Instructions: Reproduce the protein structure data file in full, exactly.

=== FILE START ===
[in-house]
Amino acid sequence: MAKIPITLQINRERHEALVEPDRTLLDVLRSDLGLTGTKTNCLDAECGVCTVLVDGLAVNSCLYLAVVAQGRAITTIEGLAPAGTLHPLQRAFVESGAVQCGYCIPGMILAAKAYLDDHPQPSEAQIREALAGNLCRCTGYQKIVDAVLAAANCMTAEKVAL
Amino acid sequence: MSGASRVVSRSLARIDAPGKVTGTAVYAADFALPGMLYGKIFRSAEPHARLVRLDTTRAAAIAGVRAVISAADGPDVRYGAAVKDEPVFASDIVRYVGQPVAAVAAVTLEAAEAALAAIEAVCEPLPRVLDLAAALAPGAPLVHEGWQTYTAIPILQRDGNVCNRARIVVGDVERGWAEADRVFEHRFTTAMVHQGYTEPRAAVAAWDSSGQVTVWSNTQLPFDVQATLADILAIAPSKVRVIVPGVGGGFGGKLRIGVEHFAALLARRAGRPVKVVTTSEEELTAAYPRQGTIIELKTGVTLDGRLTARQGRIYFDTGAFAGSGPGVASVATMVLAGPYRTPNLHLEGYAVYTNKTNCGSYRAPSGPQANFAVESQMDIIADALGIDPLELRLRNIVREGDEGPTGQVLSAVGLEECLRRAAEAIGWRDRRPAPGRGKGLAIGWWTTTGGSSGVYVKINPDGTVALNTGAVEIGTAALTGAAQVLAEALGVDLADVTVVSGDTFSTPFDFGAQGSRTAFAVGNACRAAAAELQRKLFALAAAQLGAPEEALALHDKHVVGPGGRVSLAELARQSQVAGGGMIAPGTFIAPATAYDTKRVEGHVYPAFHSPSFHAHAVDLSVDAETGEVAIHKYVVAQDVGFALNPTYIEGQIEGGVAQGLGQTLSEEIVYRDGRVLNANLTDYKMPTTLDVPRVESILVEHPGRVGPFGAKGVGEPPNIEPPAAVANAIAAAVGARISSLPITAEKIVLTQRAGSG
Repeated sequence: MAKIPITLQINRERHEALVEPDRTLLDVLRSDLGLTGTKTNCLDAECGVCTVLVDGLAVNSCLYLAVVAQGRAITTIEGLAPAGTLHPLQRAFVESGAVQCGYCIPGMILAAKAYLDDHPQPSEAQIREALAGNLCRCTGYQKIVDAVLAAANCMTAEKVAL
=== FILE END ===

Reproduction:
[in-house]
Amino acid sequence: MAKIPITLQINRERHEALVEPDRTLLDVLRSDLGLTGTKTNCLDAECGVCTVLVDGLAVNSCLYLAVVAQGRAITTIEGLAPAGTLHPLQRAFVESGAVQCGYCIPGMILAAKAYLDDHPQPSEAQIREALAGNLCRCTGYQKIVDAVLAAANCMTAEKVAL
Amino acid sequence: MSGASRVVSRSLARIDAPGKVTGTAVYAADFALPGMLYGKIFRSAEPHARLVRLDTTRAAAIAGVRAVISAADGPDVRYGAAVKDEPVFASDIVRYVGQPVAAVAAVTLEAAEAALAAIEAVCEPLPRVLDLAAALAPGAPLVHEGWQTYTAIPILQRDGNVCNRARIVVGDVERGWAEADRVFEHRFTTAMVHQGYTEPRAAVAAWDSSGQVTVWSNTQLPFDVQATLADILAIAPSKVRVIVPGVGGGFGGKLRIGVEHFAALLARRAGRPVKVVTTSEEELTAAYPRQGTIIELKTGVTLDGRLTARQGRIYFDTGAFAGSGPGVASVATMVLAGPYRTPNLHLEGYAVYTNKTNCGSYRAPSGPQANFAVESQMDIIADALGIDPLELRLRNIVREGDEGPTGQVLSAVGLEECLRRAAEAIGWRDRRPAPGRGKGLAIGWWTTTGGSSGVYVKINPDGTVALNTGAVEIGTAALTGAAQVLAEALGVDLADVTVVSGDTFSTPFDFGAQGSRTAFAVGNACRAAAAELQRKLFALAAAQLGAPEEALALHDKHVVGPGGRVSLAELARQSQVAGGGMIAPGTFIAPATAYDTKRVEGHVYPAFHSPSFHAHAVDLSVDAETGEVAIHKYVVAQDVGFALNPTYIEGQIEGGVAQGLGQTLSEEIVYRDGRVLNANLTDYKMPTTLDVPRVESILVEHPGRVGPFGAKGVGEPPNIEPPAAVANAIAAAVGARISSLPITAEKIVLTQRAGSG
Repeated sequence: MAKIPITLQINRERHEALVEPDRTLLDVLRSDLGLTGTKTNCLDAECGVCTVLVDGLAVNSCLYLAVVAQGRAITTIEGLAPAGTLHPLQRAFVESGAVQCGYCIPGMILAAKAYLDDHPQPSEAQIREALAGNLCRCTGYQKIVDAVLAAANCMTAEKVAL